Growing up, I never felt like my family had many traditions. I remember talking about family traditions in my elementary classes, and everyone would share something fun like, doing a polar bear plunge on New Year's' Eve or going to Hawaii for Memorial Day. I always associated big things like that with the term "tradition", so I was surprised by my mom's response when I asked her about our own family traditions.
"We have dinner together every night," my mom said. "We also have family prayer every night."
At a young, sassy age, I rolled my eyes at her. "No, Mom. Like, real traditions."
My mom had a lot of answers like the ones she gave me. My sister and I practiced the piano every day, we rode our bikes around town with Dad, Mom always sang my sister and me to sleep and right before we went to bed she would hold our glow-in-the-dark pillows under the lamp to make them shine extra bright.
But all of that was normal to me. I wanted an exciting tradition, like the polar bear plunge or an expensive vacation.
What I didn't realize at the time, however, was what a difference those daily traditions really made for me. My parents made my siblings and me their priority, and that made me feel like I was on top of the world.
Turns out, daily traditions like the ones I had growing up can make a world of a difference as you raise your children. They can even be important than the annual traditions you share.
Here are five things you should be doing with your child everyday to make them feel loved:
1. Ask them about their day
Kids love to talk. You might not have all day, but setting aside time for each individual child to talk to you makes them feel loved and appreciated. Especially after they've been quietly behaving at school or at the sitter's all day, they deserve to say what they have to say.
This daily tradition will help them feel comfortable talking to you about anything -something you will appreciate (and most parents don't get) when they're teenagers.
Decide with them what to wear for the day, what toys to play with, what they want in their lunch and what chores they're going to do. Especially at a younger age, giving them a couple options will help them decide and feel important.
This not only teaches them about responsibility, it also demonstrates to your kids that you trust them. They will be happier knowing they have a little bit of independence. As they grow up making decisions, your children will be better decision-makers in the future.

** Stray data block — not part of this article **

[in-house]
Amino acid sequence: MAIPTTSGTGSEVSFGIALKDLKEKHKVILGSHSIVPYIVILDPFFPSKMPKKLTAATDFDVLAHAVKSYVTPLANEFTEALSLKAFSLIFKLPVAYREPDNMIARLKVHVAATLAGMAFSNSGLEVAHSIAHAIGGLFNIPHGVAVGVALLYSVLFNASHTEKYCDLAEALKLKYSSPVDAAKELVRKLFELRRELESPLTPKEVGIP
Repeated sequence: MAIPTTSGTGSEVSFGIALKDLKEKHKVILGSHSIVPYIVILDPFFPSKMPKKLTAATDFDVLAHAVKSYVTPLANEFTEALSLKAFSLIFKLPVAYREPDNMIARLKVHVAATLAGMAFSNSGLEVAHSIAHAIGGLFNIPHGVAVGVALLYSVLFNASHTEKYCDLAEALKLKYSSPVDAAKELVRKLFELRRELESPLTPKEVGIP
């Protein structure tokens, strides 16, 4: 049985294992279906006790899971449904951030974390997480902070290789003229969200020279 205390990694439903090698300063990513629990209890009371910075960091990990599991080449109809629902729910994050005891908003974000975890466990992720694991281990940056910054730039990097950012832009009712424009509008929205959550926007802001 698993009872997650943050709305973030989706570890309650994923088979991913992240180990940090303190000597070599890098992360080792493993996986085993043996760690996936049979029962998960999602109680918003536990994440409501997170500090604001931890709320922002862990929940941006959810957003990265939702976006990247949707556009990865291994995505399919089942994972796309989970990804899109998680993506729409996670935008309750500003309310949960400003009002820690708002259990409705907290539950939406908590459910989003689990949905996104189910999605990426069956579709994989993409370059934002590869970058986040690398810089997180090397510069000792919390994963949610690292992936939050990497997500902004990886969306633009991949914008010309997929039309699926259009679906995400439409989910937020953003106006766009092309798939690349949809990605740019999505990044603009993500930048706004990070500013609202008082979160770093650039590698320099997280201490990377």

My parents always knew how to have fun. I loved to wrestle with my dad, but he also let me play with his hair and tie up what I could in bright, sparkly hair ties. When I played "house" and I wanted to be the mommy, my mom would be the daughter. When my big sister was learning how to ride her bike without training wheels, my dad took the small pink bike and rode it around himself.
Some parents are so afraid to be playful with their children, worried their kids won't be able to distinguish between parents and playmates, but your kids can. Be goofy with them so they feel comfortable being goofy with you.
4. Show physical affection
One day, when your kids are teens, they won't want to let you near them. So treasure the smooches and never-ending hugs while you can. There are countless studies that talk about the importance of physical touch with children. When your children are upset, hugging them can actually calm down the chemicals in their brain.
Actively reaching out to your children physically can also help emphasize the message you are trying to convey. When you take their hand and say, "I'm here for you," the message is received much more strongly.
Make getting ready for bed something your children look forward to. Sing their favorite songs while they change into their pajamas, give them fun toothbrushes, read some bedtime stories and tuck them into bed.
Some of my favorite memories as a kid are crowding around my dad on the bed while he read "Peter and the Starcatchers" and other books to us. Your children will always treasure up those special moments with you.
It's never too late to get started on these little daily traditions. They don't take up much time, but they will strengthen your relationship with your children. In years to come, your children will be thanking you for the traditions you established in their lives.
Emily Brady is a member of the FamilyShare content team. She studied Communication with an emphasis in journalism. She loves photography and finding a good book to read in her hammock on a sunny, breezy day.